As spring starts to blossom, so are the blogs as discussion of the BDCP continues:
The BDCP and desalination: Jeff Michael at the Valley Economy blog asks why, if we make assumptions about sea level rise, precipitation, and earthquakes, why do we not assume that technological innovations will occur? ” … I am confident that we will have game-changing technological advances concurrent with if not before any of those climate change and natural disaster impacts hit California water in a large way, and I am certain we would if our policies did more to encourage these technological advances. If water policy analysis is going to assume 18 or more inches of sea-level rise by 2050 and a 2/3 chance of levee destroying earthquake by 2050, it seems realistic to also assume that the real cost of alternative water supplies, including desaliniation, will drop by half or more in the same time frame. … ” Read more here from the Valley Economy blog: What Should We Assume About New Technology in California Water Policy?
The BDCP will mean the end of the Delta’s ecosystem, writes Dan Bacher in this editorial: Besides refuse to consider alternatives: ” … The State Water Resources Board has already concluded that delta outflows must be significantly increased in order to protect public trust resources, Jennings said. “It rejected an analysis of how much water the estuary needs in order to survive as a functioning ecosystem—because increased outflow translates to reduced exports,” he said. “You can’t restore an estuary hemorrhaging from lack of flow by stealing more fresh water from it.” … ” Read more here from the Point Reyes Light: Bay Delta Plan would spell end of ecosystem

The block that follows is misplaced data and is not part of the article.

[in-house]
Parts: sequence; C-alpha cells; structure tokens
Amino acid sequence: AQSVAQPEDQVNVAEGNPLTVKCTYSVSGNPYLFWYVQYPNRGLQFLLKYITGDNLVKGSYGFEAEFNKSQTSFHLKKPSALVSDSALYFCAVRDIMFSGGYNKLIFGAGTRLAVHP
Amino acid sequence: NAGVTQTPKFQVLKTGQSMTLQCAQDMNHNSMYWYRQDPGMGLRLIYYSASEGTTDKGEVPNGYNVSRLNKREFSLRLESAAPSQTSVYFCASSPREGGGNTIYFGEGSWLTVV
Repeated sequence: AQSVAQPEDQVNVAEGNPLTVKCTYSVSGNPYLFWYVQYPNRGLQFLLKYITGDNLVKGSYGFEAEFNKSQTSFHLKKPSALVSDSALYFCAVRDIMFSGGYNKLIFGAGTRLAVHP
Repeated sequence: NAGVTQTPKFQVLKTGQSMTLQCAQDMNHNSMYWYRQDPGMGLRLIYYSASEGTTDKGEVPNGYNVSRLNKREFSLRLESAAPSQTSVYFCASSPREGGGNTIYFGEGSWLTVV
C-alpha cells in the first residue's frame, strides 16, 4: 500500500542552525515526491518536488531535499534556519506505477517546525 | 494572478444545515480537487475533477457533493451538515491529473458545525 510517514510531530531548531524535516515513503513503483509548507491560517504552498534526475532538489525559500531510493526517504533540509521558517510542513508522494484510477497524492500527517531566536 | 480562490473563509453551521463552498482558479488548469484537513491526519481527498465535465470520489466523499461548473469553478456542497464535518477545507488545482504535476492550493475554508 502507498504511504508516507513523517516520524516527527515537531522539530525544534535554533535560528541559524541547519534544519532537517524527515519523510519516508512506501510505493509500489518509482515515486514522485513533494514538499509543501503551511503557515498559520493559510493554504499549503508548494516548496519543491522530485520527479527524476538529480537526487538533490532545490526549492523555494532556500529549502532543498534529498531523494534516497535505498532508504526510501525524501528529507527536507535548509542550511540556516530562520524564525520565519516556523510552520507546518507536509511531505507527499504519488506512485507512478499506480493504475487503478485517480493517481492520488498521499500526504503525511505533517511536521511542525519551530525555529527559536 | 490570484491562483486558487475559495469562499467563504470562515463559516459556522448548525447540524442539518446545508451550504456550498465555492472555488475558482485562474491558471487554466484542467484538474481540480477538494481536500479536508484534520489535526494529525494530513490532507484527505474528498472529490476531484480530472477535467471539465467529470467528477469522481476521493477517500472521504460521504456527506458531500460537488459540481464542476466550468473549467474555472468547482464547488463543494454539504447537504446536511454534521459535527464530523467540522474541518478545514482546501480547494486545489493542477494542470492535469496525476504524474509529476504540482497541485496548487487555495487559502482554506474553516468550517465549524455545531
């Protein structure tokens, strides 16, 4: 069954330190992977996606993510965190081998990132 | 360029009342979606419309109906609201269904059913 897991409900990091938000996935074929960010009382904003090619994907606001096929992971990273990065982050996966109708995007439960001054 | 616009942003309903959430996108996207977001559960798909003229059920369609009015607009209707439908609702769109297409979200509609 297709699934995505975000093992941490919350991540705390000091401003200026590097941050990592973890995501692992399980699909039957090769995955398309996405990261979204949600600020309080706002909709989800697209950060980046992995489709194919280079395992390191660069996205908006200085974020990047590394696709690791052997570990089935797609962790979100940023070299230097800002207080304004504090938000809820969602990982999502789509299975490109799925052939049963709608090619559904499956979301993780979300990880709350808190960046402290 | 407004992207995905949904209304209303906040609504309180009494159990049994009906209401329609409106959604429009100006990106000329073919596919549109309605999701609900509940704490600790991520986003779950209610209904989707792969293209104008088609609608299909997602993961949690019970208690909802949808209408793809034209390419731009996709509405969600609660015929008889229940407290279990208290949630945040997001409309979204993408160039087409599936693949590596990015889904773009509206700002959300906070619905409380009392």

No love for the BDCP from the Cal Watchdog blog either: Steve Greenhut writes: ” … The plan has two equal goals: restore the Delta ecosystem and improve water reliability. It won’t increase water flows, but by resolving the Delta Smelt issue it will end the court-ordered water stoppages — at least in theory. Here, the administration proposes the use of tax dollars and massive engineering feats to solve a legal and regulatory problem. This is a poor use of resources, especially in a state that still is largely broke and that already faces some of the biggest debt and tax burdens in the nation. What are the chances that once the smelt issue is fixed that environmentalists won’t find another reason to sue to stop the water flows given that the water flows are the source of the real dispute? … ” More from the Cal Watchdog blog here: Water plan threatens taxpayers, environment
The BDCP cannot increase water supply reliability, argues the California Water Research blog: A report released by California Water Research determined “that, if the projections of the drier climate change models hold up, then we will see increasing long and increasingly severe droughts in the Sacramento River watershed, and that we are likely already seeing such changes in the San Joaquin River watershed. Under the drier climate change scenarios, there is simply no way that two 40 foot tunnels can make future CVP or SWP deliveries more reliable. Thus BDCP cannot meet the co-equal goal of “increasing water supply reliability. … ” Read more here from the California Water Research blog: Update: Bay Delta Conservation Plan & Climate Change